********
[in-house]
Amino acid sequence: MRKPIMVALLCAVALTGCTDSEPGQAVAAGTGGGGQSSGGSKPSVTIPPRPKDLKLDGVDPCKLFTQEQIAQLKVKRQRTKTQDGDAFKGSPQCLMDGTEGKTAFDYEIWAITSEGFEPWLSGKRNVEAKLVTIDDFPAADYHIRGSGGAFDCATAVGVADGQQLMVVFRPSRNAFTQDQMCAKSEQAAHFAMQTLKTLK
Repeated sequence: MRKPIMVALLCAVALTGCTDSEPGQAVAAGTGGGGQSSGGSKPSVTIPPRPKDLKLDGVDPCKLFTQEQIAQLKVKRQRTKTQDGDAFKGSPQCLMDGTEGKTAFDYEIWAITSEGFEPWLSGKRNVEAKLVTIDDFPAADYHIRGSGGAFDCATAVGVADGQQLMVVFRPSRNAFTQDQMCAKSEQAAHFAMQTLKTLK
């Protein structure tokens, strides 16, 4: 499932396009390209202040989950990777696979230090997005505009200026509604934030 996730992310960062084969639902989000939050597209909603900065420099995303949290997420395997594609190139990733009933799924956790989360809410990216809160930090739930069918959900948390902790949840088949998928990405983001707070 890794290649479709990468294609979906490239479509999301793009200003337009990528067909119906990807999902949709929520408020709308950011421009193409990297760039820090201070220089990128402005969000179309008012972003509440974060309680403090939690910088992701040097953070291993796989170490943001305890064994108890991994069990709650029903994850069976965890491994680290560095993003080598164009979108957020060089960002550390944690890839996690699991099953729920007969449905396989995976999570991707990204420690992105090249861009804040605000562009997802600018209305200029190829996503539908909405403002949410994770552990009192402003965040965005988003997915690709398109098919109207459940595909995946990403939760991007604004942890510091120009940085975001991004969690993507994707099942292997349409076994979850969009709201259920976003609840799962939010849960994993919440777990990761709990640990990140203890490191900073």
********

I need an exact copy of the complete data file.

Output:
[in-house]
Amino acid sequence: MRKPIMVALLCAVALTGCTDSEPGQAVAAGTGGGGQSSGGSKPSVTIPPRPKDLKLDGVDPCKLFTQEQIAQLKVKRQRTKTQDGDAFKGSPQCLMDGTEGKTAFDYEIWAITSEGFEPWLSGKRNVEAKLVTIDDFPAADYHIRGSGGAFDCATAVGVADGQQLMVVFRPSRNAFTQDQMCAKSEQAAHFAMQTLKTLK
Repeated sequence: MRKPIMVALLCAVALTGCTDSEPGQAVAAGTGGGGQSSGGSKPSVTIPPRPKDLKLDGVDPCKLFTQEQIAQLKVKRQRTKTQDGDAFKGSPQCLMDGTEGKTAFDYEIWAITSEGFEPWLSGKRNVEAKLVTIDDFPAADYHIRGSGGAFDCATAVGVADGQQLMVVFRPSRNAFTQDQMCAKSEQAAHFAMQTLKTLK
């Protein structure tokens, strides 16, 4: 499932396009390209202040989950990777696979230090997005505009200026509604934030 996730992310960062084969639902989000939050597209909603900065420099995303949290997420395997594609190139990733009933799924956790989360809410990216809160930090739930069918959900948390902790949840088949998928990405983001707070 890794290649479709990468294609979906490239479509999301793009200003337009990528067909119906990807999902949709929520408020709308950011421009193409990297760039820090201070220089990128402005969000179309008012972003509440974060309680403090939690910088992701040097953070291993796989170490943001305890064994108890991994069990709650029903994850069976965890491994680290560095993003080598164009979108957020060089960002550390944690890839996690699991099953729920007969449905396989995976999570991707990204420690992105090249861009804040605000562009997802600018209305200029190829996503539908909405403002949410994770552990009192402003965040965005988003997915690709398109098919109207459940595909995946990403939760991007604004942890510091120009940085975001991004969690993507994707099942292997349409076994979850969009709201259920976003609840799962939010849960994993919440777990990761709990640990990140203890490191900073």